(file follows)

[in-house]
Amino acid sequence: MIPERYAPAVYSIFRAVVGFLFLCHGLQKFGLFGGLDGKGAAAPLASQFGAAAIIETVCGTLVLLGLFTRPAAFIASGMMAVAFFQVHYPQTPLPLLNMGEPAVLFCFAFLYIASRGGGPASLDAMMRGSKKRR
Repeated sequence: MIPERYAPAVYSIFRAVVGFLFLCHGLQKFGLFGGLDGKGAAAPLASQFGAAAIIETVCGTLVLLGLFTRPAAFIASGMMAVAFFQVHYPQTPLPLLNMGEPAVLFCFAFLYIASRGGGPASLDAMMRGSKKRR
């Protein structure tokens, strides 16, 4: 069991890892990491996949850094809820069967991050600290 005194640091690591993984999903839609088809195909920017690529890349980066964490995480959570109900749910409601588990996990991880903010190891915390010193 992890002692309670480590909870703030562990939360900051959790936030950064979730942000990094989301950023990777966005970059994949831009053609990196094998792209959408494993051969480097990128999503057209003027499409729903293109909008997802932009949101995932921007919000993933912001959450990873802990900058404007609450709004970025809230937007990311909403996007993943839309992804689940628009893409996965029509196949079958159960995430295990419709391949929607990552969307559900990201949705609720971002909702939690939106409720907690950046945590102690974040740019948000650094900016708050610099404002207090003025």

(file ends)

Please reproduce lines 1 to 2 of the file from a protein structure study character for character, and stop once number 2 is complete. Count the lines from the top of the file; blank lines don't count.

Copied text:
[in-house]
Amino acid sequence: MIPERYAPAVYSIFRAVVGFLFLCHGLQKFGLFGGLDGKGAAAPLASQFGAAAIIETVCGTLVLLGLFTRPAAFIASGMMAVAFFQVHYPQTPLPLLNMGEPAVLFCFAFLYIASRGGGPASLDAMMRGSKKRR